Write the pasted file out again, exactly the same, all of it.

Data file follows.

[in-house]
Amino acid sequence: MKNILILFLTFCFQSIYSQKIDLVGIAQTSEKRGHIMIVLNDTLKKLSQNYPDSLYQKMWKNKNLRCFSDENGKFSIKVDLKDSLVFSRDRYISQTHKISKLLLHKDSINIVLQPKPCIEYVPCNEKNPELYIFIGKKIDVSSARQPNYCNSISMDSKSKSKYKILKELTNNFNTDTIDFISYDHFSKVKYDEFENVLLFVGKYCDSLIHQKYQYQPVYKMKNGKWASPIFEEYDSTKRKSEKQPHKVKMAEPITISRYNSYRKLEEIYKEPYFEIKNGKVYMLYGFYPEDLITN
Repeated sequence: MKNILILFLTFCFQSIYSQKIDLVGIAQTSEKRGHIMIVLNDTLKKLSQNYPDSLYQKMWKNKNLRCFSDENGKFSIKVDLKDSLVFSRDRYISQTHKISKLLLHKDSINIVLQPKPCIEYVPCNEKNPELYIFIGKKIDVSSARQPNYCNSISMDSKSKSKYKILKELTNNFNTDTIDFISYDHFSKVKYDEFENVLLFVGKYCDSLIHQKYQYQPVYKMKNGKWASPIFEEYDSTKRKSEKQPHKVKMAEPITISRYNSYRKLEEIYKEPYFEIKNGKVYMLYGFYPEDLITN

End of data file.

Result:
[in-house]
Amino acid sequence: MKNILILFLTFCFQSIYSQKIDLVGIAQTSEKRGHIMIVLNDTLKKLSQNYPDSLYQKMWKNKNLRCFSDENGKFSIKVDLKDSLVFSRDRYISQTHKISKLLLHKDSINIVLQPKPCIEYVPCNEKNPELYIFIGKKIDVSSARQPNYCNSISMDSKSKSKYKILKELTNNFNTDTIDFISYDHFSKVKYDEFENVLLFVGKYCDSLIHQKYQYQPVYKMKNGKWASPIFEEYDSTKRKSEKQPHKVKMAEPITISRYNSYRKLEEIYKEPYFEIKNGKVYMLYGFYPEDLITN
Repeated sequence: MKNILILFLTFCFQSIYSQKIDLVGIAQTSEKRGHIMIVLNDTLKKLSQNYPDSLYQKMWKNKNLRCFSDENGKFSIKVDLKDSLVFSRDRYISQTHKISKLLLHKDSINIVLQPKPCIEYVPCNEKNPELYIFIGKKIDVSSARQPNYCNSISMDSKSKSKYKILKELTNNFNTDTIDFISYDHFSKVKYDEFENVLLFVGKYCDSLIHQKYQYQPVYKMKNGKWASPIFEEYDSTKRKSEKQPHKVKMAEPITISRYNSYRKLEEIYKEPYFEIKNGKVYMLYGFYPEDLITN